Around the North with Andrew Dannehy: Green Bay

| January 29th, 2016


It’s going to take more than the return of Jordy Nelson to cure what ails the Packers.

The fact they played the Cardinals close led to a lot of confusion about what kind of team they were. But in their last four games, the Cards beat the Packers twice and were blown out by the Panthers and Seahawks. The Packers finished 5-7 and were a Hail Mary away from going 4-8. They were blown out by Denver, Carolina and Arizona. They just aren’t that good of a team and I’m not sure if they can recover.

Nelson was underrated. Now he’s teetering on being overrated. He’s 31 years old and coming off of a major knee injury. He’s good. He’s not Calvin Johnson.

The truth is this. Despite some miracles, Aaron Rodgers didn’t play very well.

We’ve all heard the rumors that Rodgers doesn’t like coach Mike McCarthy. He wasn’t happy when McCarthy took the playcalling over again, demoting his buddy Tom Clements and limiting his ability to audible. Rodgers took shots at McCarthy weekly and it was largely unnoticed.

But it isn’t just Rodgers who doesn’t seem to be getting along with his boss. It was reported a few weeks ago that McCarthy is “fed up” with General Manager Ted Thompson not going after free agents.

The Packers have been good for a long time because they’ve been good at the three most important positions: GM, head coach and quarterback. But, if those three all hate each other, one has to think their franchise could be headed in the wrong direction.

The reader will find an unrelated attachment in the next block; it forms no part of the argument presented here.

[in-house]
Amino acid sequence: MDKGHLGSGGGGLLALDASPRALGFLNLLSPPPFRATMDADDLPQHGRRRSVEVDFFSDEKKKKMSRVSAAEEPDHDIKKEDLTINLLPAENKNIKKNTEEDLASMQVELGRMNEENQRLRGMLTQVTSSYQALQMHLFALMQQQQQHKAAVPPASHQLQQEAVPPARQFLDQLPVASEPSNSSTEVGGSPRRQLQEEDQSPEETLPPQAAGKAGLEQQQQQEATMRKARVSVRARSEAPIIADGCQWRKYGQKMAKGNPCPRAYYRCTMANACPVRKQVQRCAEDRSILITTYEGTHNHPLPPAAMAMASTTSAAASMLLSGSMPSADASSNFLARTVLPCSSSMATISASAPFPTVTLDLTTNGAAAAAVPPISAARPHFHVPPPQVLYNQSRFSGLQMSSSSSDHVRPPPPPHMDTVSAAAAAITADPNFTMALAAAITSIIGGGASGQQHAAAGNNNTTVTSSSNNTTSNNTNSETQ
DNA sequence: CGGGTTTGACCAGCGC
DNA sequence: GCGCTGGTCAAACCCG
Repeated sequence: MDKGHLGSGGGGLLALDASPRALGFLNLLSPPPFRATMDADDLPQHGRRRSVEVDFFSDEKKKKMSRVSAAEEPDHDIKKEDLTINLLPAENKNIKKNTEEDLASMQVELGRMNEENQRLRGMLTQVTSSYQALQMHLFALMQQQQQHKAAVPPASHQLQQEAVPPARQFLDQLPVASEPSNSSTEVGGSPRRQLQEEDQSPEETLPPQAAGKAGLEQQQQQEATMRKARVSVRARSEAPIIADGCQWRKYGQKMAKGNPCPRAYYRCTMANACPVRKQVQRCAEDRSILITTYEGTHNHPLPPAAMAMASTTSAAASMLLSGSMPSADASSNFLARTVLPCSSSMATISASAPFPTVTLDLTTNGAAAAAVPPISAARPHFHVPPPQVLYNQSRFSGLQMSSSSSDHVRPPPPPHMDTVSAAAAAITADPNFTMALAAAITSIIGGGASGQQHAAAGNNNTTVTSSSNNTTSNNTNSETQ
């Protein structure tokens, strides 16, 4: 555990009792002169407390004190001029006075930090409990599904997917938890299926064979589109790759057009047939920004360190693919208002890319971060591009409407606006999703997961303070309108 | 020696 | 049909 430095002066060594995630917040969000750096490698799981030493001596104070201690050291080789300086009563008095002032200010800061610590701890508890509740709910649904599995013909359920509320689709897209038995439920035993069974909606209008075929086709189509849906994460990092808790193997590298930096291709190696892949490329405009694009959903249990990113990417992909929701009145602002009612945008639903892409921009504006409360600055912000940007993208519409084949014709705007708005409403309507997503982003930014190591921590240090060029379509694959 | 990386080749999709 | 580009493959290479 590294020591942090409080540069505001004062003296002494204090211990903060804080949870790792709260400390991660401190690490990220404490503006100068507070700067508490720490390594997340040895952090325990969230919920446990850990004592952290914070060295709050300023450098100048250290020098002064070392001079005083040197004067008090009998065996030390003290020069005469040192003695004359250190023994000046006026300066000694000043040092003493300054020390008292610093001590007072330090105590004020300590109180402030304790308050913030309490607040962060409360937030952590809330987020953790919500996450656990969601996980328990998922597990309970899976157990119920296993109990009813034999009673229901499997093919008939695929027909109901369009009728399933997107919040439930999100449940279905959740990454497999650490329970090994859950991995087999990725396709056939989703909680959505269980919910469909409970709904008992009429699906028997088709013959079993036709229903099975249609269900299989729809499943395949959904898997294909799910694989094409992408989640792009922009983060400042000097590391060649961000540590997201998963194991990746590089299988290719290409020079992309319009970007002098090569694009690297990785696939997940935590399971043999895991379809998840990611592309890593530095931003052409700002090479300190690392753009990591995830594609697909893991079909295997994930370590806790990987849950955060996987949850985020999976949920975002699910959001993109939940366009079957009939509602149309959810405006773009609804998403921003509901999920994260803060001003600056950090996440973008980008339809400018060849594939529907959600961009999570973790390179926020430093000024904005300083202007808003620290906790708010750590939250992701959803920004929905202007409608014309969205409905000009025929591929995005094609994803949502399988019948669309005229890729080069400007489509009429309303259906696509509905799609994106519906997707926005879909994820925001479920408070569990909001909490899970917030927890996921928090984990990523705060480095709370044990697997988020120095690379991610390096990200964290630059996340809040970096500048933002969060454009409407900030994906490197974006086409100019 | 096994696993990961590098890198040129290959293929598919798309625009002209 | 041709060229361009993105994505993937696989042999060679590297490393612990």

Offensively, they’re pretty much stuck.

They have a great interior offensive line and their tackles aren’t bad. When they were healthy, they never had an issue blocking.

Mike McCarthy called Eddie Lacy fat after the season, but it didn’t really effect his play. He and James Starks combined for nearly 1,400 yards and 10 touchdowns.

They have to fix their passing game. The Packers receivers weren’t as bad as they were made out to be in 2015. There’s a perception that Randall Cobb had a down year, but his numbers were really on par with what he had done throughout his career, outside of 2014, which was probably the exception not the rule. Davante Adams WAS bad and the Packers must determine if that’s who he is. I would expect with Nelson returning and young players Ty Montgomery, Jeff Janis and Jared Abbrederis coming, James Jones would be let go.

The strength of the Packers was their defense and they have some big questions going forward on that side of the ball. Two of their top pass-rushers, Nick Perry and Mike Neal, are free agents and Julius Peppers has hinted he might retire. (His cap hit is over $10 million next year and the Packers may not want to pay that.) McCarthy has already said they want to move Clay Matthews back outside, where he was one of the premier pass-rushers in the league. Cornerback Casey Hayward is also a free agent.

Thompson has taken some shots, but talent isn’t an issue with the Packers. They have essentiality the same team that was a few breaks away from beating Seattle in the NFC Championship in 2014.

We’ve seen this happen to the Packers before.

In 1998, a year after losing in the playoffs, Mike Holmgren lost control of Brett Favre and grew frustrated with Ron Wolf. He left and the Packers missed the playoffs the next two seasons. Everybody involved in that separation now admits their faults and would urge the current Packers go figure out a way to make it work. But can they put their egos aside? Nobody has the answer to that question, but time will tell.

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